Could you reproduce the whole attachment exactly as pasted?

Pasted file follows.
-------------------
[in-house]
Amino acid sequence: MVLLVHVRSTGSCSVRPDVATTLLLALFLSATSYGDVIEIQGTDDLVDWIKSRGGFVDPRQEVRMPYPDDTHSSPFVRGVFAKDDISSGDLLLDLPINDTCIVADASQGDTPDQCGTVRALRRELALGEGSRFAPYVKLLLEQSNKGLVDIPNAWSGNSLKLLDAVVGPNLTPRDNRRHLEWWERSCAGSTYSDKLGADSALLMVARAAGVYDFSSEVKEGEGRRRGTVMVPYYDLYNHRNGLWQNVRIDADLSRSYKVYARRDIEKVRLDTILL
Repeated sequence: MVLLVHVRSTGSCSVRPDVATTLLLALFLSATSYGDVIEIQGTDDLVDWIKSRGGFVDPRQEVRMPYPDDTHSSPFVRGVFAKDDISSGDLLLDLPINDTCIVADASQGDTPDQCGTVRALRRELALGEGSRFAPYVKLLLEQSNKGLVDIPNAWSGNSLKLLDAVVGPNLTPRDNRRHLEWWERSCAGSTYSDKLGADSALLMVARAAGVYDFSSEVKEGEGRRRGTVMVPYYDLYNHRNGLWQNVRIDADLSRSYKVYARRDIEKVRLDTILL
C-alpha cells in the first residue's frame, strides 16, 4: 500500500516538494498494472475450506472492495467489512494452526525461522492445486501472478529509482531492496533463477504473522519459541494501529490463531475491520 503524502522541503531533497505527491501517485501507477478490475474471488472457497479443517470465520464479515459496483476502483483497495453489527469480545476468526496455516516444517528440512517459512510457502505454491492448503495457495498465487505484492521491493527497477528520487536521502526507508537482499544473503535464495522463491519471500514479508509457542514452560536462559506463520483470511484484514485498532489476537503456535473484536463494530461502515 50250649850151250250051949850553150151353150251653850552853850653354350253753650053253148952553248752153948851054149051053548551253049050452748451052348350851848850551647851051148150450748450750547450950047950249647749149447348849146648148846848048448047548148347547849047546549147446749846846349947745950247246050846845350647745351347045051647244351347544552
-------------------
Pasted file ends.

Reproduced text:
[in-house]
Amino acid sequence: MVLLVHVRSTGSCSVRPDVATTLLLALFLSATSYGDVIEIQGTDDLVDWIKSRGGFVDPRQEVRMPYPDDTHSSPFVRGVFAKDDISSGDLLLDLPINDTCIVADASQGDTPDQCGTVRALRRELALGEGSRFAPYVKLLLEQSNKGLVDIPNAWSGNSLKLLDAVVGPNLTPRDNRRHLEWWERSCAGSTYSDKLGADSALLMVARAAGVYDFSSEVKEGEGRRRGTVMVPYYDLYNHRNGLWQNVRIDADLSRSYKVYARRDIEKVRLDTILL
Repeated sequence: MVLLVHVRSTGSCSVRPDVATTLLLALFLSATSYGDVIEIQGTDDLVDWIKSRGGFVDPRQEVRMPYPDDTHSSPFVRGVFAKDDISSGDLLLDLPINDTCIVADASQGDTPDQCGTVRALRRELALGEGSRFAPYVKLLLEQSNKGLVDIPNAWSGNSLKLLDAVVGPNLTPRDNRRHLEWWERSCAGSTYSDKLGADSALLMVARAAGVYDFSSEVKEGEGRRRGTVMVPYYDLYNHRNGLWQNVRIDADLSRSYKVYARRDIEKVRLDTILL
C-alpha cells in the first residue's frame, strides 16, 4: 500500500516538494498494472475450506472492495467489512494452526525461522492445486501472478529509482531492496533463477504473522519459541494501529490463531475491520 503524502522541503531533497505527491501517485501507477478490475474471488472457497479443517470465520464479515459496483476502483483497495453489527469480545476468526496455516516444517528440512517459512510457502505454491492448503495457495498465487505484492521491493527497477528520487536521502526507508537482499544473503535464495522463491519471500514479508509457542514452560536462559506463520483470511484484514485498532489476537503456535473484536463494530461502515 50250649850151250250051949850553150151353150251653850552853850653354350253753650053253148952553248752153948851054149051053548551253049050452748451052348350851848850551647851051148150450748450750547450950047950249647749149447348849146648148846848048448047548148347547849047546549147446749846846349947745950247246050846845350647745351347045051647244351347544552